Aidan goes to Prom
I have a lot of strong feelings and opinions about prom in general. I will spare you my soap box, but as I share pictures of Aidan’s prom I must share two thoughts.
I knew prom was coming up this year and I purposely put it out of my mind. It was too emotional for me. Then I got a message from his teacher saying Aidan needs to go to prom. She was right and I knew she was right. I’ve always been a believer in inclusion. Aidan should have the opportunity to participate in school like any other kid. I needed this nudge.
So my first thought is this – parents get a lot of accolades about championing their children (and we should because we work our butts off), but we can have blindsides and limits. We sometimes need others, teachers and other professionals, to give us a little push. And we should count ourselves fortunate when those people push us with just the right amount of grace, care, and persistence.
And speaking of inclusion, this wasn’t just about inclusion at school. Aidan’s cousin Maddy wanted to go with him. And before you get all starry eyed about what a shero Maddy is for taking her disabled cousin to prom (JUST DON’T!!!), realize that they do life together, even though it looks very different. They’re family. They show up for each other. Maddy is a whole long list of fabulousness but she doesn’t take pity on her cousin one bit; she loves and adores him.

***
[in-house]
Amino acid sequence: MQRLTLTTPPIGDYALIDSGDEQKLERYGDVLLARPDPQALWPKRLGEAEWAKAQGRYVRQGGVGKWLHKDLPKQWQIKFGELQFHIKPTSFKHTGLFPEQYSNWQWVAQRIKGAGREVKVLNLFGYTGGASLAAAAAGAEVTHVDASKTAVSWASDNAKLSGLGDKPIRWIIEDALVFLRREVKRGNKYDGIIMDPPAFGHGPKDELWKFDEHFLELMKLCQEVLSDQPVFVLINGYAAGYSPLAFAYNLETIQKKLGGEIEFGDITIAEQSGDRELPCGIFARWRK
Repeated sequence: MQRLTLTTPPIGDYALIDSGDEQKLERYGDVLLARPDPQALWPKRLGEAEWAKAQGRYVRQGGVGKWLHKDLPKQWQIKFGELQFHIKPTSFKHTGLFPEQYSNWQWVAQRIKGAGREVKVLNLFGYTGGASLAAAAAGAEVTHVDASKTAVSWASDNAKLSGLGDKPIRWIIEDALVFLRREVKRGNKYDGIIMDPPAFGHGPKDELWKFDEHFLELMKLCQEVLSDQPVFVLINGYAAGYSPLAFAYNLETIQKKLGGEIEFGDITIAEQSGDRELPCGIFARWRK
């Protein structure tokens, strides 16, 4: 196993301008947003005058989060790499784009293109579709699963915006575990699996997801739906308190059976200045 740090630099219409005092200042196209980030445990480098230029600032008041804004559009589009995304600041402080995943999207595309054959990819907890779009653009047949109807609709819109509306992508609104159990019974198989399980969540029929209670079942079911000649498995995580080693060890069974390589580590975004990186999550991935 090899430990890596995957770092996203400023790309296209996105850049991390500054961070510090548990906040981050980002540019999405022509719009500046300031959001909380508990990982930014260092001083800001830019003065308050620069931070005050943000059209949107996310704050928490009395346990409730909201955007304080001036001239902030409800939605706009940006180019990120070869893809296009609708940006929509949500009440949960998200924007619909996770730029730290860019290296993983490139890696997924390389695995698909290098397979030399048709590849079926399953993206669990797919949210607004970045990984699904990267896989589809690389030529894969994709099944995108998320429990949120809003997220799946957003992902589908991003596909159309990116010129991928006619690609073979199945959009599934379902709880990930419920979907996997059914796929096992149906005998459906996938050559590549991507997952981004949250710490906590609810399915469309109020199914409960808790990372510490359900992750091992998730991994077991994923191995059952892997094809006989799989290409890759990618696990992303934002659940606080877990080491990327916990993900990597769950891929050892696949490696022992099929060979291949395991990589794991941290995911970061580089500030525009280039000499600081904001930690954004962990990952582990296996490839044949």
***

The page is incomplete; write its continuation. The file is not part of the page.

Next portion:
Second, I was in a very different head space for Aidan’s prom than I was for Liam’s and I realize that I parent from a very different part of myself. It feels so obvious to say this now but it’s worth some reflection. My thoughts of Aidan’s prom were all centered around fear and managing the circumstances. Will he stay awake? Will he be able to handle the music? Will he have seizures? What can I do to prepare for every possibility? Every typical milestone will always be tinged with a spot of grief with this one.
I spent a year doing the hard emotional prep work (therapy) for Liam’s senior year and launch. I worked to be fully present and because of that, I experienced joy. I dip into another part of me when it comes to Aidan and those same skills are not accessible to me. I have to fight myself for my role as mom, which means loosening the reigns of control and the role of manager.
The one gift I gave myself is pictures. I know that professional photographs make all the difference and I wanted this moment recorded even if I wasn’t fully present for every layer of it. When you have a kid that stands out, uses a wheelchair and has only one pair of shoes that are ridiculously bright, you make it a statement instead of hide from it.
Aidan had a blast. He repeatedly rolled closer to the speakers and when Maddy told me to come pick them up at 10pm, (three hours past his usual bedtime!) Aidan turned back toward the dance floor. The only extrovert in a family of introverts. My little party boy.
(My friends Debbie and Sue took these pics and I can’t recommend them highly enough, especially if you have a sort of tricky subject. Contact me for more info or contact Sue directly at firstname.lastname@example.org)